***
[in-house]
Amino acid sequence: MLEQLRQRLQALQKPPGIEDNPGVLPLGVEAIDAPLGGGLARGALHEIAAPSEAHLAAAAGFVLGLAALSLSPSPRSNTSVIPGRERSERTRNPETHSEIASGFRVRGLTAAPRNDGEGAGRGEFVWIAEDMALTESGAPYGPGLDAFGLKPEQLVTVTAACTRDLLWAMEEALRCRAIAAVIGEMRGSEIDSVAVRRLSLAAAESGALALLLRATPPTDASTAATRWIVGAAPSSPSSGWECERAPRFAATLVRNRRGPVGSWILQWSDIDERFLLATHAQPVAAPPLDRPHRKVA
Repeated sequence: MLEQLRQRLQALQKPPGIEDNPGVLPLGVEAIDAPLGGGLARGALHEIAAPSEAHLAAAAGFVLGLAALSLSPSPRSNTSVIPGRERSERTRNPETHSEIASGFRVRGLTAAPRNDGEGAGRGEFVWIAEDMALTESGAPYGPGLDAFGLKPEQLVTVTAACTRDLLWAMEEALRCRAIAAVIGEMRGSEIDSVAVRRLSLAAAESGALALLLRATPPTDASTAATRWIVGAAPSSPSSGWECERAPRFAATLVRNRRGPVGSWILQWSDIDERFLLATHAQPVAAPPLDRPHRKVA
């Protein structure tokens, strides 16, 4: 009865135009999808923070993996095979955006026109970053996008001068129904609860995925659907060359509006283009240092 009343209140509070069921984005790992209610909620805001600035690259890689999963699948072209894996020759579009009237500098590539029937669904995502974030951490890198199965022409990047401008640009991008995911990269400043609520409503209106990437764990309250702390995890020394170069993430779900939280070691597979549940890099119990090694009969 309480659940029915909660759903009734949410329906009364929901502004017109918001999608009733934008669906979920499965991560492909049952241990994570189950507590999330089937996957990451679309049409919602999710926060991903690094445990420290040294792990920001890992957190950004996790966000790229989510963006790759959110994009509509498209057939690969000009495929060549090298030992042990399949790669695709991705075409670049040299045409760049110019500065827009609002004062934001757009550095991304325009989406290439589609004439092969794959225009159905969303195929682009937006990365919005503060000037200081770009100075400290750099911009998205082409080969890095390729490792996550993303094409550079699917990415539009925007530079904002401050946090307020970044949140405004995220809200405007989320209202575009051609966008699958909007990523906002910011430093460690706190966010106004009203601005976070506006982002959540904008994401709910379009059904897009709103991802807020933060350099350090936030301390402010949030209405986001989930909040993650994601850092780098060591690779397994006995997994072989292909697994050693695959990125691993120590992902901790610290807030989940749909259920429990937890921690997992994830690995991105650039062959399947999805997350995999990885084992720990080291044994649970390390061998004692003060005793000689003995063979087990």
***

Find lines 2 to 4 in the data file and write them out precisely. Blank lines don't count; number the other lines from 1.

Amino acid sequence: MLEQLRQRLQALQKPPGIEDNPGVLPLGVEAIDAPLGGGLARGALHEIAAPSEAHLAAAAGFVLGLAALSLSPSPRSNTSVIPGRERSERTRNPETHSEIASGFRVRGLTAAPRNDGEGAGRGEFVWIAEDMALTESGAPYGPGLDAFGLKPEQLVTVTAACTRDLLWAMEEALRCRAIAAVIGEMRGSEIDSVAVRRLSLAAAESGALALLLRATPPTDASTAATRWIVGAAPSSPSSGWECERAPRFAATLVRNRRGPVGSWILQWSDIDERFLLATHAQPVAAPPLDRPHRKVA
Repeated sequence: MLEQLRQRLQALQKPPGIEDNPGVLPLGVEAIDAPLGGGLARGALHEIAAPSEAHLAAAAGFVLGLAALSLSPSPRSNTSVIPGRERSERTRNPETHSEIASGFRVRGLTAAPRNDGEGAGRGEFVWIAEDMALTESGAPYGPGLDAFGLKPEQLVTVTAACTRDLLWAMEEALRCRAIAAVIGEMRGSEIDSVAVRRLSLAAAESGALALLLRATPPTDASTAATRWIVGAAPSSPSSGWECERAPRFAATLVRNRRGPVGSWILQWSDIDERFLLATHAQPVAAPPLDRPHRKVA
């Protein structure tokens, strides 16, 4: 009865135009999808923070993996095979955006026109970053996008001068129904609860995925659907060359509006283009240092 009343209140509070069921984005790992209610909620805001600035690259890689999963699948072209894996020759579009009237500098590539029937669904995502974030951490890198199965022409990047401008640009991008995911990269400043609520409503209106990437764990309250702390995890020394170069993430779900939280070691597979549940890099119990090694009969 309480659940029915909660759903009734949410329906009364929901502004017109918001999608009733934008669906979920499965991560492909049952241990994570189950507590999330089937996957990451679309049409919602999710926060991903690094445990420290040294792990920001890992957190950004996790966000790229989510963006790759959110994009509509498209057939690969000009495929060549090298030992042990399949790669695709991705075409670049040299045409760049110019500065827009609002004062934001757009550095991304325009989406290439589609004439092969794959225009159905969303195929682009937006990365919005503060000037200081770009100075400290750099911009998205082409080969890095390729490792996550993303094409550079699917990415539009925007530079904002401050946090307020970044949140405004995220809200405007989320209202575009051609966008699958909007990523906002910011430093460690706190966010106004009203601005976070506006982002959540904008994401709910379009059904897009709103991802807020933060350099350090936030301390402010949030209405986001989930909040993650994601850092780098060591690779397994006995997994072989292909697994050693695959990125691993120590992902901790610290807030989940749909259920429990937890921690997992994830690995991105650039062959399947999805997350995999990885084992720990080291044994649970390390061998004692003060005793000689003995063979087990």